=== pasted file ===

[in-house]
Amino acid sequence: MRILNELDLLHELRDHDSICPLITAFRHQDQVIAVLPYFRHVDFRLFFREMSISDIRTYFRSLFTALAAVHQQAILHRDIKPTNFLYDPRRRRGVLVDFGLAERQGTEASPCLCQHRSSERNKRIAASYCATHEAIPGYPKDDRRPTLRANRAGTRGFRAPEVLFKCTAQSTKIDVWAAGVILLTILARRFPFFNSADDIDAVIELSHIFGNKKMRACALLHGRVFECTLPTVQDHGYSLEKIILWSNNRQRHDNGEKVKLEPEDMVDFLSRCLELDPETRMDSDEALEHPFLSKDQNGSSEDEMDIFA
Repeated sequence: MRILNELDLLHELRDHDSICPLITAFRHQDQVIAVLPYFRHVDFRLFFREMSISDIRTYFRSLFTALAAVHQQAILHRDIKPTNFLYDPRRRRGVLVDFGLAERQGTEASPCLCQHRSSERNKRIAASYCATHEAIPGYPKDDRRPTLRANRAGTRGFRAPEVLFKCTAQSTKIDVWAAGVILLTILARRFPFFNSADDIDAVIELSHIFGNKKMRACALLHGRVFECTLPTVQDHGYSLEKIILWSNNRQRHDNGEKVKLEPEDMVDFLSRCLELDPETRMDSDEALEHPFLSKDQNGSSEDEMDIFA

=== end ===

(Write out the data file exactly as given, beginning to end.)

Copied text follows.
[in-house]
Amino acid sequence: MRILNELDLLHELRDHDSICPLITAFRHQDQVIAVLPYFRHVDFRLFFREMSISDIRTYFRSLFTALAAVHQQAILHRDIKPTNFLYDPRRRRGVLVDFGLAERQGTEASPCLCQHRSSERNKRIAASYCATHEAIPGYPKDDRRPTLRANRAGTRGFRAPEVLFKCTAQSTKIDVWAAGVILLTILARRFPFFNSADDIDAVIELSHIFGNKKMRACALLHGRVFECTLPTVQDHGYSLEKIILWSNNRQRHDNGEKVKLEPEDMVDFLSRCLELDPETRMDSDEALEHPFLSKDQNGSSEDEMDIFA
Repeated sequence: MRILNELDLLHELRDHDSICPLITAFRHQDQVIAVLPYFRHVDFRLFFREMSISDIRTYFRSLFTALAAVHQQAILHRDIKPTNFLYDPRRRRGVLVDFGLAERQGTEASPCLCQHRSSERNKRIAASYCATHEAIPGYPKDDRRPTLRANRAGTRGFRAPEVLFKCTAQSTKIDVWAAGVILLTILARRFPFFNSADDIDAVIELSHIFGNKKMRACALLHGRVFECTLPTVQDHGYSLEKIILWSNNRQRHDNGEKVKLEPEDMVDFLSRCLELDPETRMDSDEALEHPFLSKDQNGSSEDEMDIFA